What I didn’t like: I don’t think there was much that I didn’t like at all. There are parts like in all books that I don’t like, for example Bea being bullied by Pearl and the extremes that Pearl actually goes to. But in saying that it is a strong topic that needs to be talked about and the author has done an excellent job in the way she has brought it up and how the characters have dealt with it. I also didn’t like how Kat was supposed to be her best friend but jumped at the chance when Pearl said that she could be a part of her dance team and then proceeded to ignore Bea a lot. A real best friend wouldn’t do that.
Favourite character: Hmmm this is a hard one. I love Bea for the changes that she goes through throughout the book. She finally learns to accept herself for the person that she is and stands up to Pearl once and for all even though in the end Pearl does hurt her. But despite being hurt she releases what a momentous occasion it is that she has finally stood up to her bully and told her what is what and she wears her bruise with pride knowing that it stands for something significant. One of the moments that I absolutely love featuring Bea is when she gets all dressed up.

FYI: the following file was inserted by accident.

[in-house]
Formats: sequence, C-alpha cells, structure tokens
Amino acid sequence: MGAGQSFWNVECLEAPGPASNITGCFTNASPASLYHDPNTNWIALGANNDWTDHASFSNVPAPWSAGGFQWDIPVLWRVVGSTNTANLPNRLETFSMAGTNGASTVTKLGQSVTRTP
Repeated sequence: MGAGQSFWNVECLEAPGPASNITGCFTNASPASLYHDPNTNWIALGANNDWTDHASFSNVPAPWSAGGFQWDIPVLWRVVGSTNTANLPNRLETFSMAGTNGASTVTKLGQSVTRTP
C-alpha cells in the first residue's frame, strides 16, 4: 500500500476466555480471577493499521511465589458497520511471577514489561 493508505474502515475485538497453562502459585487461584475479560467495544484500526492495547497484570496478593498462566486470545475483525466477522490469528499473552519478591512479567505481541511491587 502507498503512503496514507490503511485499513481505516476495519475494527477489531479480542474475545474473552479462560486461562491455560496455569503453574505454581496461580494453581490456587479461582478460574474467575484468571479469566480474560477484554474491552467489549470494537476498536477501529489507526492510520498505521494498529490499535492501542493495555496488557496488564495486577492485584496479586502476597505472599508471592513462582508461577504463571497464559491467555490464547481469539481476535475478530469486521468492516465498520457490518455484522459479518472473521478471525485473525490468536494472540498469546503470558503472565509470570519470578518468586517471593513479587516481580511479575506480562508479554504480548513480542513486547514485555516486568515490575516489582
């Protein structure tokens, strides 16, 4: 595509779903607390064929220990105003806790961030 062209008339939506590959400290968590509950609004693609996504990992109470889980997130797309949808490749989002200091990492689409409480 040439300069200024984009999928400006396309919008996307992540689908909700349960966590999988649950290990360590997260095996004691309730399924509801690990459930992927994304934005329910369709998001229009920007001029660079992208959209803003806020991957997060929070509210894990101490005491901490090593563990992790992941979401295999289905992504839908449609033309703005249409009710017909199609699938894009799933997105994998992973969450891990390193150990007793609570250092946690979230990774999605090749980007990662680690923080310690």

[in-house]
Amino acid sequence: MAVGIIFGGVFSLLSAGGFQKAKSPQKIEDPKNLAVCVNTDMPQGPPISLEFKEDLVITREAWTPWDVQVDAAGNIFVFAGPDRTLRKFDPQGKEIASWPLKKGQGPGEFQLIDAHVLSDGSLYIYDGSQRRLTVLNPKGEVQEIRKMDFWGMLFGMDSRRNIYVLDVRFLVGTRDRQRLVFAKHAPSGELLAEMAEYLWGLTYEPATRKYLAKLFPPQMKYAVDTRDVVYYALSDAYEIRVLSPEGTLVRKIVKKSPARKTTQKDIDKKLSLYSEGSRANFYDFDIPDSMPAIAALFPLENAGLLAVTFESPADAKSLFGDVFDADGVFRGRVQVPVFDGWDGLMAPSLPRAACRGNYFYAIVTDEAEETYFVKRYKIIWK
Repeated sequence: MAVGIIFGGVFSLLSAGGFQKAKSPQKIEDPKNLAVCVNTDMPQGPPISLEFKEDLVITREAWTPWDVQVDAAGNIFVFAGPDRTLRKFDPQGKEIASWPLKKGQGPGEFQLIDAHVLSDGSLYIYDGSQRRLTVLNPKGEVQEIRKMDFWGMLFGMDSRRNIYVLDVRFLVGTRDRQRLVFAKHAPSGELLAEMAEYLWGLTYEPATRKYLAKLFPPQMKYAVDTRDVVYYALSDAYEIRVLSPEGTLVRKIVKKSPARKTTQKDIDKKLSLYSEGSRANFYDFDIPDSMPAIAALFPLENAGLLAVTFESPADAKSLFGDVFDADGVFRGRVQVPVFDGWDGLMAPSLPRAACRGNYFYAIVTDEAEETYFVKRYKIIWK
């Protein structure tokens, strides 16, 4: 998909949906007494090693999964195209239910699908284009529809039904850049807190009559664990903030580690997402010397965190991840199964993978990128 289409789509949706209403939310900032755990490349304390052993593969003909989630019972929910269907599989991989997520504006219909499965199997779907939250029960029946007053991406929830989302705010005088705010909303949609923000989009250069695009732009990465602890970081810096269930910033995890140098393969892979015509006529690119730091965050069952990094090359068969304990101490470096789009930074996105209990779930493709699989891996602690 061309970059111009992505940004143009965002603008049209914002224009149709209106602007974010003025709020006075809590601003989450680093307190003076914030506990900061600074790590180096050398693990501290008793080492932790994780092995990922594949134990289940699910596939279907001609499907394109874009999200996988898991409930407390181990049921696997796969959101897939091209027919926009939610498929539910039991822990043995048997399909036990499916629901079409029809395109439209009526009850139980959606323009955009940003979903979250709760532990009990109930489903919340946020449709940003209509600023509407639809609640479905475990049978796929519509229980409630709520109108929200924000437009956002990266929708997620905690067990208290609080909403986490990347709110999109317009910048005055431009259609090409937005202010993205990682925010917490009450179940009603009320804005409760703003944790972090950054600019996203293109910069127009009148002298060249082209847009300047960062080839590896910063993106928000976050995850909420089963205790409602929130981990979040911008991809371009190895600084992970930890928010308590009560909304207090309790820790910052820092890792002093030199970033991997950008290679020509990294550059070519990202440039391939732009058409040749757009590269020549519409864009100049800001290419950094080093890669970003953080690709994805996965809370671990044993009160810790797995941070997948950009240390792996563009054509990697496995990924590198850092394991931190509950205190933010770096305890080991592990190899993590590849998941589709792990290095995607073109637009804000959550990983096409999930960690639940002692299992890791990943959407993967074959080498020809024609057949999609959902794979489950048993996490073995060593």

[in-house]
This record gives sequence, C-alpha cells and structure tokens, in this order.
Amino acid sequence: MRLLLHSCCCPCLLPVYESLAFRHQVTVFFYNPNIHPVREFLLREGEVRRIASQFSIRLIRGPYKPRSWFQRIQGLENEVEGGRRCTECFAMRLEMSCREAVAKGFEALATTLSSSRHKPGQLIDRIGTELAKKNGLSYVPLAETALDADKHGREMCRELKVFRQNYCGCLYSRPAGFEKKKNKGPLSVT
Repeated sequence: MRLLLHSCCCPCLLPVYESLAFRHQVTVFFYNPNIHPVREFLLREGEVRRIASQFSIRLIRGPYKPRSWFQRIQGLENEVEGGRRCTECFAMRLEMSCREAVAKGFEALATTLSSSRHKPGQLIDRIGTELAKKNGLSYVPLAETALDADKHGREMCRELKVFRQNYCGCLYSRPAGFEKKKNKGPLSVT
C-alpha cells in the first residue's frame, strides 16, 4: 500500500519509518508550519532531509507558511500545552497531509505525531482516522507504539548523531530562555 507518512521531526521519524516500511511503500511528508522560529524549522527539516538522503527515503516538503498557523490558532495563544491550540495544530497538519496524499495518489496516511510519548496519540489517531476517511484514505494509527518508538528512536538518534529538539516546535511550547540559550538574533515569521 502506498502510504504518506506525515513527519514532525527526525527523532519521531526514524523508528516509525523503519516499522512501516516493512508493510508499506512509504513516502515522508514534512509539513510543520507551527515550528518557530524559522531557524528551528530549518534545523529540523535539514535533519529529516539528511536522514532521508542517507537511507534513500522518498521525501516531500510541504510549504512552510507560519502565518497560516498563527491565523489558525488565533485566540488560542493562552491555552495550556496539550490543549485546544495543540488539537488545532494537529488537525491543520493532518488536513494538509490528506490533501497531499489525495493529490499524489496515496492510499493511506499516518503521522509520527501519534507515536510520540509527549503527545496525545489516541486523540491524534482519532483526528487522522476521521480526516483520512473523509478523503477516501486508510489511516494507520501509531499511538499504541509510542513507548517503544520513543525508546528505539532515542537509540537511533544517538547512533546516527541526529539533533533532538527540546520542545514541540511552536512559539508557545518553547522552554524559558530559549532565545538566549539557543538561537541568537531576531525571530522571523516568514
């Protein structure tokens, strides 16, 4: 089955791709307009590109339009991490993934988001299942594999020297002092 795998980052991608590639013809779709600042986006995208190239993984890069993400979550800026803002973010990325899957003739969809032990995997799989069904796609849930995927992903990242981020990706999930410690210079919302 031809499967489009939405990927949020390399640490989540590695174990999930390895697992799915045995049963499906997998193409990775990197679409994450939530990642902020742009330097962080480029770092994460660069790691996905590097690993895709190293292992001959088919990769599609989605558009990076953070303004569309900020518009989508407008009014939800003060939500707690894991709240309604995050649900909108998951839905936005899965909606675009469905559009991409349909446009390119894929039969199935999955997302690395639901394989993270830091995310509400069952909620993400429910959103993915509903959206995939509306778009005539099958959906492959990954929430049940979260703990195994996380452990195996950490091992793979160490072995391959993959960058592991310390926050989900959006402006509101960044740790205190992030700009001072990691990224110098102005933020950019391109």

I stop and stare, peering a bit closer. I look brighter, taller, more colourful… I’m blooming! I fight the urge to smile at my reflection. ‘Hello, Bea,’ I want to say. ‘There you are!’
I also love Bea’s Nana. She is just this funky little old nana that doesn’t care what anyone else thinks and does what she wants when she wants. I was so upset when she ended up in hospital.
So here is a little bit extra information that I looked up about Jiving.
I then went on to look at this great site that had some history about the Jive. This is what I found from the website http://www.modernjive.com/history/history2.html.
In the beginning
It is usually acknowledged that the grand-daddy of this dance genre was the Lindy Hop - first named as such in 1927. Some histories try to draw direct lines back into the 18th century, but if you are going to do that you might as well go back to the dawn of time, after all he "danced in the morning when the world was begun" and all dance has been related ever since! Like every dance Lindy Hop drew heavily on previous styles, but the combination of elements that made the Lindy Hop unique were the use of both open and closed positions, the use of the open position to allow both partners to improvise, and the syncopation that evolved to fit the latest musical trend: swing.